President John Kasich?

"You don’t hear John Kasich’s name floated much in the 2016 presidential sweepstakes. Expect that to change after November..."

You don’t hear John Kasich’s name floated much in the 2016 presidential sweepstakes. Expect that to change after November, especially if Scott Walker runs into trouble in Wisconsin.

Kasich is the governor of Ohio, which is virtually a must-win state for Republicans. The polling suggests he is going to be reelected by a 16-to-22-point margin. He won his first term by beating a Democratic incumbent.

The 2016 Republican National Convention will take place in Cleveland, a relatively easy drive from Kasich’s office in Columbus.  Being nominated in Boston in 2004 didn’t guarantee Massachusetts’ John Kerry would win the election. But it didn’t hurt in terms of optics.

Unlike many of the Republican senators eyeing the White House, Kasich has real executive experience. And unlike most of the governors, he has a serious Capitol Hill resume. Kasich served nine terms in the House and rose to chairman of the Budget Committee.

Yes, Bobby Jindal and Mike Pence are Republican governors who served in the House. But Jindal was there for only two terms. Pence was briefly chairman of the House Republican Conference, but has no policy accomplishments like hammering out a balanced-budget deal with a Democratic president.

Come to think of it, that’s an advantage Kasich has over Paul Ryan, too.

Unlike Wisconsin’s Walker, Kasich lost his fight to curb collective bargaining by public-sector unions (he didn’t exempt police unions, and the voters repealed his reforms). But he has lived to be less of a union target than Walker.

Chris Christie’s reelection race was arguably more impressive, and he took on the public-sector unions, too (especially the teachers). But does anyone think Christie has a better shot of beating Hillary Clinton in New Jersey than Kasich does of carrying Ohio? The Bridgegate scandal has also brought Christie back down from the political stratosphere.

In theory, Kasich is well positioned to paper over many of the divisions in the Republican Party. During the 1990s, he advertised himself as a “cheap hawk”—someone willing to cut defense spending where possible, but serious about national security.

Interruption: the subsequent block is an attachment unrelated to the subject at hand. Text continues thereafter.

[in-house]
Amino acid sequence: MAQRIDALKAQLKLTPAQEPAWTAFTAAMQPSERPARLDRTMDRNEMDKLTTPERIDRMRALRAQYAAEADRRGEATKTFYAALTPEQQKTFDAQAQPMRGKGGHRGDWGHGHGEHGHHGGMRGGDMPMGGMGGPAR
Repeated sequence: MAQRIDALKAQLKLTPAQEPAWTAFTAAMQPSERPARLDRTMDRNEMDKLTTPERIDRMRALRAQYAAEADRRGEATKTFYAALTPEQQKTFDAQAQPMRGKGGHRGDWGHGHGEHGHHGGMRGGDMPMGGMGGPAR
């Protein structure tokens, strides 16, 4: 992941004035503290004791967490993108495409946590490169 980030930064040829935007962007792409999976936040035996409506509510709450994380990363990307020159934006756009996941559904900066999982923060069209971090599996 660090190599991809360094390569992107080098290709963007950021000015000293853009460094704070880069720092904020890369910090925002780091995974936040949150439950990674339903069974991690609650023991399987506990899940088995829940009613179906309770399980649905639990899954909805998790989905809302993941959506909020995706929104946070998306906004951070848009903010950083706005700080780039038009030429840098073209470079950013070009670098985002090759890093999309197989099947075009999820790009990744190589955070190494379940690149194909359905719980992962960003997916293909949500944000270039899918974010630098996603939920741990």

Kasich is an evangelical with ties to the Christian right. He was admired by many libertarian-leaning Republicans during his time in Congress. And he has since made his peace with moderate Republicans (more on that later).

The Buckeye State governor is the son of a mailman and his old congressional district was the kind of place where your mailman or storekeeper might be a Republican. He has a populist pitch—“Courage can be contagious” is an old catchphrase—which he honed with a television show on Fox News after leaving Washington.

When Kasich decided to reenter politics to run for governor, I thought his post-congressional stint at Lehman Brothers might be a major political liability. So far, it hasn’t been. But as both Ted Kennedy and Barack Obama demonstrated with Mitt Romney’s Bain history, sometimes national Democrats are more creative than their state-level brethren.

Finally, there is little doubt Kasich would like to be president. He geared up to run in the 2000 primaries, but found his political real estate largely taken up by George W. Bush. “George Bush's term of 'compassionate conservative' really kind of defines what John Kasich is all about,” Kasich said when he dropped out in 1999. “I feel as though I have a soul brother.”

That might be the problem for Kasich. After Dubya busted the budget, grassroots Republicans have little appetite for his compassionate conservative—read big-spending—soul brothers. Kasich has traveled a long way from the budget-cutting that made him a celebrity among ‘90s House Republicans.

Not only has Kasich broken with conservatives on the Obamacare Medicaid expansion and other issues, but he has done so while making limited government sound almost un-Christian. “I had a conversation with one of the members of the legislature the other day,” Kasich recalled. “I said, ‘I respect the fact that you believe in small government. I do, too. I also know that you’re a person of faith.’”

He added, “Now, when you die and get to the meeting with St. Peter, he’s probably not going to ask you much about what you did about keeping government small. But he is going to ask you what you did for the poor. You better have a good answer.”

Kasich, who was zinged for attempting to restrain Medicare spending in 1995, asked of the people who might benefit from expanded Medicaid, “What are we gonna do, leave ‘em out in the street? Walk away from them, when we have a chance to help them?”

Most recently, conservatives are up in arms about a Tea Party leader in a “Stop Common Core” t-shirt being turned away from a Kasich event.

Some of this rhetoric might actually be helpful in a general election, since Republicans are hurt by a reputation for heartlessness (although if St. Peter has seen the data on health-care outcomes for Medicaid patients, he might conclude voting for its expansion doesn’t satisfy one’s duty to the poor).

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